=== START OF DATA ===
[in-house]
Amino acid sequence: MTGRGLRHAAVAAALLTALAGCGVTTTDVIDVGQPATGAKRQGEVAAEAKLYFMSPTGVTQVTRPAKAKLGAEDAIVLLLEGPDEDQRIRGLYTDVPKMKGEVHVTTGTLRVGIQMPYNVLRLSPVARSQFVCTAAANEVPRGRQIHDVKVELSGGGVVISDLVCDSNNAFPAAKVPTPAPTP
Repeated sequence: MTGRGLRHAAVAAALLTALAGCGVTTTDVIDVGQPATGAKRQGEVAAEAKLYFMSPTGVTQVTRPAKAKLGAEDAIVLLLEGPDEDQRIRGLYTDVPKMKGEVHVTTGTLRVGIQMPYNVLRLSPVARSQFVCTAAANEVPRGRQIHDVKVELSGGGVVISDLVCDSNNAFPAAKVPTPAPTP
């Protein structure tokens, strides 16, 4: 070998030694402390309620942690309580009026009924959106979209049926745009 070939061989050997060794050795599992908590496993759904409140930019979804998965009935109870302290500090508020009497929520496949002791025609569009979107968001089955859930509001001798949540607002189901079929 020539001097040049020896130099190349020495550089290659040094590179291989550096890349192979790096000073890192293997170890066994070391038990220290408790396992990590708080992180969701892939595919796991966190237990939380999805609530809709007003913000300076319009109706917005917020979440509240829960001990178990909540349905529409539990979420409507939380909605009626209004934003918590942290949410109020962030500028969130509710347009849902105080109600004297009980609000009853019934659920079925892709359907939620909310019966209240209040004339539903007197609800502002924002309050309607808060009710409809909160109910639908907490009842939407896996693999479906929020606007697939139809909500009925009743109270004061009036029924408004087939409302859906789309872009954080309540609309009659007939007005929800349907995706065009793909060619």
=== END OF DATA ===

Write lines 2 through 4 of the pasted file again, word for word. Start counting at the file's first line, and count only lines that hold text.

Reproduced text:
Amino acid sequence: MTGRGLRHAAVAAALLTALAGCGVTTTDVIDVGQPATGAKRQGEVAAEAKLYFMSPTGVTQVTRPAKAKLGAEDAIVLLLEGPDEDQRIRGLYTDVPKMKGEVHVTTGTLRVGIQMPYNVLRLSPVARSQFVCTAAANEVPRGRQIHDVKVELSGGGVVISDLVCDSNNAFPAAKVPTPAPTP
Repeated sequence: MTGRGLRHAAVAAALLTALAGCGVTTTDVIDVGQPATGAKRQGEVAAEAKLYFMSPTGVTQVTRPAKAKLGAEDAIVLLLEGPDEDQRIRGLYTDVPKMKGEVHVTTGTLRVGIQMPYNVLRLSPVARSQFVCTAAANEVPRGRQIHDVKVELSGGGVVISDLVCDSNNAFPAAKVPTPAPTP
């Protein structure tokens, strides 16, 4: 070998030694402390309620942690309580009026009924959106979209049926745009 070939061989050997060794050795599992908590496993759904409140930019979804998965009935109870302290500090508020009497929520496949002791025609569009979107968001089955859930509001001798949540607002189901079929 020539001097040049020896130099190349020495550089290659040094590179291989550096890349192979790096000073890192293997170890066994070391038990220290408790396992990590708080992180969701892939595919796991966190237990939380999805609530809709007003913000300076319009109706917005917020979440509240829960001990178990909540349905529409539990979420409507939380909605009626209004934003918590942290949410109020962030500028969130509710347009849902105080109600004297009980609000009853019934659920079925892709359907939620909310019966209240209040004339539903007197609800502002924002309050309607808060009710409809909160109910639908907490009842939407896996693999479906929020606007697939139809909500009925009743109270004061009036029924408004087939409302859906789309872009954080309540609309009659007939007005929800349907995706065009793909060619």